The third year of Islamabad Fashion Week organized by Triple E events featured an assorted collection of local designers, multi-brand fashion houses, upcoming designers and students from textile and design schools. The somber black décor was brought to life by vibrant colours and patterns that swaggered on the ramp all night. White designs with Arabian flare, modern western outfits with mythical elements, and silk matte menswear kurtas were all part of the eclectic mix of the night. The gallery overflowed with eager Islamabad-ites watching the world of fashion make its annual entry into the city.
In 2010, the first IFW in Islamabad initiated by Triple E events was organized in order to bring not only big national and international fashion names to the city, but also to highlight local designers. The organizers believed that as a diplomatic city, Islamabad would provide a platform for Pakistan’s fashion industry to be recognized and exported to international forums. The main aim as highlighted by the creators is to promote traditional designs and craft; moreover, it is to educate, empower and encourage the industry to capture its full potential and glamour.
The first act opened with the collection of final year design students from Iqra University in Islamabad. The purpose was to create an avenue for emerging talents in the fashion industry to learn from and share the same space with distinguished fashion designers. The students merged their creative energies to create a line inspired by Greek mythology; the props, headpieces and accessories utilized were extracted from the images of female Greek figures such as Medusa and Athena.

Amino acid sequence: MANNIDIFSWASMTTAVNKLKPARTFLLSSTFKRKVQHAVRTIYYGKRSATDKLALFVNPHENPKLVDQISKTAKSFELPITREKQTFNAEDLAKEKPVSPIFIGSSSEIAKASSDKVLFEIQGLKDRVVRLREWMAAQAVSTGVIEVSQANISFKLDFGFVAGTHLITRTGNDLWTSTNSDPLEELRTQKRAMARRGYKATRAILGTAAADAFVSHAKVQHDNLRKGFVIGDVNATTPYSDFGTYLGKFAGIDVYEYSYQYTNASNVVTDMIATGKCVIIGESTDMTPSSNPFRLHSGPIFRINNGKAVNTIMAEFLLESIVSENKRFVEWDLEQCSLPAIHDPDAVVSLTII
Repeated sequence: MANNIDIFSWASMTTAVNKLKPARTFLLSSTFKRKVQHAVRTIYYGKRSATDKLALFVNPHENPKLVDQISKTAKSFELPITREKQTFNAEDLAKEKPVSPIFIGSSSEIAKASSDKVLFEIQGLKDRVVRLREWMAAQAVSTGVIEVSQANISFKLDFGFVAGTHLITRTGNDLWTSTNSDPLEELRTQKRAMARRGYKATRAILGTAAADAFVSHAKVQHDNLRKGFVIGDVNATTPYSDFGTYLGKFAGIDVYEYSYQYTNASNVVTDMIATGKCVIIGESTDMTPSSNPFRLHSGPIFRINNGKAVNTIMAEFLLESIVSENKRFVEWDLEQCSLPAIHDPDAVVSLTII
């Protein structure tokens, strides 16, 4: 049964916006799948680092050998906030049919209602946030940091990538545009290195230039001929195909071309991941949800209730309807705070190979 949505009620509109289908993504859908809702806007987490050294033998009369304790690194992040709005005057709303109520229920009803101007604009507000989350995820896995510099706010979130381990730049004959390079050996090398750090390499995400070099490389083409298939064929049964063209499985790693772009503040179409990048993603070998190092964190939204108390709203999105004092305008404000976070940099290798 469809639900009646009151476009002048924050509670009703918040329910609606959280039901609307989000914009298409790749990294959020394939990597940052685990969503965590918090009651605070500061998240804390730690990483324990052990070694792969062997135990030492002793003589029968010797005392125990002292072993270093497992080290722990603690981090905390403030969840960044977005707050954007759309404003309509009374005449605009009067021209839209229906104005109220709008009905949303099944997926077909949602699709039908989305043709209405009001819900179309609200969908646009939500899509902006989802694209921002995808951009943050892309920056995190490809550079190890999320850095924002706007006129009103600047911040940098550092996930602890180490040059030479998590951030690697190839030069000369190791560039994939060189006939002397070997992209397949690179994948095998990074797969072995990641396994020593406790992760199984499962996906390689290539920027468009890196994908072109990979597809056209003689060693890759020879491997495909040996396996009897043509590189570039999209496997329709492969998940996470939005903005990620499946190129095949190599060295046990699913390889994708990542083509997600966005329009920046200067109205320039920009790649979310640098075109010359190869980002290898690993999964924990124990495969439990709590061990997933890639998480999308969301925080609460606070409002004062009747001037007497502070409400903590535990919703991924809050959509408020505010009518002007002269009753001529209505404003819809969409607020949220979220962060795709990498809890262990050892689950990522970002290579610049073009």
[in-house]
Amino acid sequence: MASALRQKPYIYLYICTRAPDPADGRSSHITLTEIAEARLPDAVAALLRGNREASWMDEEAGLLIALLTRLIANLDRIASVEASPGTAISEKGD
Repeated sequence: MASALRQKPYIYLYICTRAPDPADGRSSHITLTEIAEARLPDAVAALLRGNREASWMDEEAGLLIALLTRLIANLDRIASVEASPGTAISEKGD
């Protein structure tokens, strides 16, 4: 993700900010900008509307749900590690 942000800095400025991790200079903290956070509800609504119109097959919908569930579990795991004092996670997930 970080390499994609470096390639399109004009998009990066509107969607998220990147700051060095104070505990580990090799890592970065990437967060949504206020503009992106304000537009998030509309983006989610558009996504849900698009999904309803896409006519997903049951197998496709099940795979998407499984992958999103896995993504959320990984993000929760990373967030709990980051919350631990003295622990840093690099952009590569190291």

Local multi brand fashion house Kolaaj from Islamabad show cased their work, which was based on the concept of distinct individualistic designs with ethnic colours and impressions. The clothes were complemented and at times overshadowed by the bold jewelry designed by Sara Rashid, also from the same design house. Another multi brand house from Lahore, Fashion Secrets by Ayesha Naveed, made use of shimmer to highlight darker fabrics.
Mohsin Ranjha Naveed was perhaps the star of the first act with his line that endeavoured to create drama with its cuts and create beauty that would never fade with time. His bridals stood out like traditional dolls with classic designs; even his menswear with basic silk shirts and embroidered necks embodied his concept of romanticism and eternal beauty.
The three designers from Bangladesh stole the show with their use of traditional Bengali material and sari cuts. Emdadul Hoque, with a collection titled Black Beauty, believed both his modern and ethnic looksrepresented the traditional weavers of Bangladesh. Using only black cloth with gold detailing, his saris and dresses presented an overall dramatic feel to the line-up. Shahrukh Khan’s Be Loved employed only a handful of colours: black, red, gold and white, the combination underscoring the traditional embroidery. The last Bangladeshi designer Mahmudul Hasan Mukul presented his line Shabrota (Purity). The line up consisted of only white colours, associated with the theme of innocence and purity, while light gold detailing at the bottom or edges stood out, almost as if raising the pure into the celestial.
The last act featured Karachi designer Shaiyanne Malik, who utilized all her years of bridal experience to produce a line that displayed ethnic styles and cuts. Surprisingly, the textile firm Ittehad presented a spectacular collection of vibrant prints, modern cuts and bold headpieces made of jute. The collection celebrated the potential, creativity and success of the Pakistan textile industry.
The fashion week with twenty-five names this year was an ode to the beauty, talent and traditions of Pakistan’s grand fashion houses and designers, while also welcoming international names and audiences to this annual forum.
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